What is a Self Taught Artist?

Self Taught or Self Motivated?

In my beginnings, my art career started strangely for me.  As a child, I was always creative and loved to build things.  I had the usual 70’s toys that boys played with—Tinker toys, legos, etc.  And even though they found rotation in my quest to quell the boredom of a boy with an active imagination, my favorite toys lived in the storage shed and woodpiles in my backyard.  How could I build a crossbow like the one I saw in that time-traveling dinosaur movie, or can these wheelbarrow wheels be made into a soapbox derby car with no hills to run it down.  I wish I had pictures of some of the things I made as a kid.

My Junior High School had a metal shop class, and it sounded like a lot of fun to me.  Access to these tools was pretty special, and that class exposed me to welding, iron casting, and general metal fabrication.  And I loved it.  A good friend and I started making custom weight lifting benches for football team members until the school, put the brakes on that.

Fast forward 15 years, a corporate career in Supply Chain, and now a homeowner, I wanted nice things for my home.  I was never a fan of store-bought furnishings and enjoyed the pride and satisfaction of having things in my home that I made.  With the Internet in its infancy, no formal art training, and social media still 10 years away, I start buying books.  Pictorial Ironwork books, instructional books on blacksmithing, and direct metal sculpture.  I built a small propane forge, bought an old anvil, and started hammering metal.  The more I read, the more I wanted to make things as I saw in the books.  I quickly found I had a natural talent for this, and people started to take notice.  

One day I woke up and realized people were paying me for these skills, and I was having a blast.  After a few years of working a corporate job parallel with my work in my studio, I quit my job.  I left the steady salary, 401k, and medical benefits behind to be a full-time artist.  

Back then I was young, probably a bit overconfident, but making some beautiful ironwork.  When people asked, “Who trained you? or Where did you study?” I would proudly state that I was self-taught.  I felt all those years of playing in my studio, “inventing” new ways of doing things, creating the tooling to build and texture my work, earned me the right to say that.  I didn’t go to school, train under a master, or take an online course.  So I was “self-taught,” right?  Not really.  Just self-motivated and doing the right skill for me. 

Self Taught or Self Motivated?

To be honest, I get it.  I’m not involved in the semantics of the term.  If you are Self Taught, you didn’t go to an accredited institution to learn the basics of your craft.  At least that’s what the bulk of internet posters think, as found HERE in a Quora post.  But I feel it’s splitting hairs and that your desire to learn something that interests you solely through self-motivation (as opposed to an instructor forcing you?) is not an accolade. It’s just a different vehicle used to arrive where you are. And however you have arrived here is just fine with me.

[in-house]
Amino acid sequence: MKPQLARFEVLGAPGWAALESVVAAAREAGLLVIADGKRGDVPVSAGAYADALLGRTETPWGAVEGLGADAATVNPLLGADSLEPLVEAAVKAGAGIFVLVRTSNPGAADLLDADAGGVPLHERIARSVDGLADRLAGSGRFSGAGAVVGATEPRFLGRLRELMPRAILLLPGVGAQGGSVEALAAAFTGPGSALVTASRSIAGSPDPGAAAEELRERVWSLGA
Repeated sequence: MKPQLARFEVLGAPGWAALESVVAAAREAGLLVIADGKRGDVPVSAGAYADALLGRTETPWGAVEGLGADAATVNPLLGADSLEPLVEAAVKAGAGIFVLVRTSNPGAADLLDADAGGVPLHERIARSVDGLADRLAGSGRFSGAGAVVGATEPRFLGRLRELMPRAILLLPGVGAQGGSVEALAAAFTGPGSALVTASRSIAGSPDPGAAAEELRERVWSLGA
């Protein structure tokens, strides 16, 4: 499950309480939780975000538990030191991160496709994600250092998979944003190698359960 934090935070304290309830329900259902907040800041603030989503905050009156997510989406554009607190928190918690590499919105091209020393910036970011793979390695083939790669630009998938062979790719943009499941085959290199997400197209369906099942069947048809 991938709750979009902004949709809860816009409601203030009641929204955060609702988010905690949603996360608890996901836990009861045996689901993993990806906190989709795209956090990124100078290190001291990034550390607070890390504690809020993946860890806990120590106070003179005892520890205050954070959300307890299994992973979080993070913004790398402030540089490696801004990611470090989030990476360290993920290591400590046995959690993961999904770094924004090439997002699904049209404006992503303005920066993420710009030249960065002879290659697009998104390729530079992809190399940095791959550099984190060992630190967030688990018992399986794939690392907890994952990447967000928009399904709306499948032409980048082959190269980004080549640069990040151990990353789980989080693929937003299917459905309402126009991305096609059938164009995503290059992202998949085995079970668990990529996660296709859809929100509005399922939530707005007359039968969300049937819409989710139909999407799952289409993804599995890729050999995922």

However, Take a Class!

Do you think you’re above taking a class or learning new procedures?  Well, if you do, then you are probably limiting your art career. It’s effortless to put blinders on in our work, and it’s even easier if you work alone.  We tend to say things like, “This is always how I have done it, or I have been doing this for years.” Subsequently, when I started taking classes and workshops for things “I already knew how to do,” my skills (and career) flourished. 

Here is the bottom line:  If you watch someone perform a skill that you feel proficient at, and 5% of that workshop is different from how you do things, you just increased your skills by 5%.  Not to mention, artists are super crafty and always try to become more efficient.  Whether it’s special tool holders, procedures, lighting, whatever, so many times I have watched someone do something genius that was right in front of my eyes for years.  I could not see it through my blinders. 

Teach a Class!

You don’t have to be a professor to share your skills.  And there are benefits from teaching that are harder to come by than posting a YouTube video. 

First, you will get to know other artists in your community, and they will get to know you. 

Second, you just don’t know where your next big connection will come from.  I have met more than one repeat client from events that peers dragged me into kicking and screaming. And this includes classes I was asked to teach for procedures I was not fond of doing.  

And lastly, there is no better feeling than to get paid doing something you love and making new friends.  When my students were up and running in the classes, I always enjoyed talking with them and hearing what they hoped to do with the skills they were learning from me.  I would receive emails years later with pictures of their work that were stunning.  Knowing that I played a part in the genesis of that work is very rewarding.

Matt Weber teaching students how to silver solder
The Author teaching a class in 2007
Matt Weber
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